Iran: Only diplomacy will work
Apart from Brexit, tension over Iran is probably the most pressing diplomatic issue sitting in Mr Johnson's in-tray, as our diplomatic correspondent points out.
A deal signed with Iran to restrict its nuclear activity is teetering. The US has reimposed sanctions; Iran is enriching more and more uranium; and the UK is sending more warships to the Gulf amid fears Iran may seize its tankers.
The new prime minister does not back an aggressive confrontation, an option Mr Trump has not ruled out. "If you say that going to war with Iran now represents a sensible option for us in the West, I just don't believe it is," he said at a leadership debate last week. "Diplomacy must be the best way forward.
"If you were to ask me... if I were to be prime minister now, would I be supporting military action against Iran, then the answer is no."
But he has indicated he is ready to reimpose sanctions on Iran if it continues to enrich uranium at a rate not permitted under the nuclear deal.
Saudi Arabia: 'Twisting and abusing religion'
Whoever is in the role of British prime minister has to perform a delicate balancing act when it comes to Saudi Arabia. It is one of the UK's closest allies, or at least one of its most important arms buyers. But Saudi Arabia is also accused of rights abuses and of possibly committing war crimes in its war in Yemen.
So what has Mr Johnson said about Saudi Arabia? As foreign secretary, he accused it (and Iran) of fighting proxy wars across the region, adding that there was not strong enough leadership in those countries. "There are politicians who are twisting and abusing religion and different strains of the same religion in order to further their own political objectives," he said.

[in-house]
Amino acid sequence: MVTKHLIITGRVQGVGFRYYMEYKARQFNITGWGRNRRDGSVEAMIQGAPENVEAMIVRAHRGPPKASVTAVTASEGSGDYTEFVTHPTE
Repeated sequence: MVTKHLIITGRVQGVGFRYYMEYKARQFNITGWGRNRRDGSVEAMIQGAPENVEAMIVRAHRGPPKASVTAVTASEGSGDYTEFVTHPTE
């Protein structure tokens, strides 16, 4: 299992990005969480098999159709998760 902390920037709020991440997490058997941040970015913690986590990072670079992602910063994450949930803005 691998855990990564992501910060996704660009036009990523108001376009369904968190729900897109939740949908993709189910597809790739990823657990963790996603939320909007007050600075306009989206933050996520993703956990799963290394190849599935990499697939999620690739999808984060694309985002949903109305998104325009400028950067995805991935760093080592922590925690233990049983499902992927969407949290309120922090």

Downing Street then said that this was only his personal view, and did not represent the government's position. But he has also appeared happy to deal with Riyadh: emails that emerged last month, seen by the Guardian and the Independent, showed Mr Johnson was "content" to sell bomb parts to Saudi Arabia that were likely to be deployed in Yemen.
China: Respect Hong Kong
His comments after recent protests in Hong Kong echoed those of the British government. He said he backed "every inch of the way" demonstrators who were angry about a new extradition law that would have seen people in Hong Kong sent to China's mainland.
But he also emphasised how important it was for Beijing to respect the "one country, two systems" approach to Hong Kong that granted it a degree of autonomy from the mainland after it stopped being a British colony.
Any Boris fans in China may want to follow his Weibo account - but bear in mind it hasn't been updated since October 2013.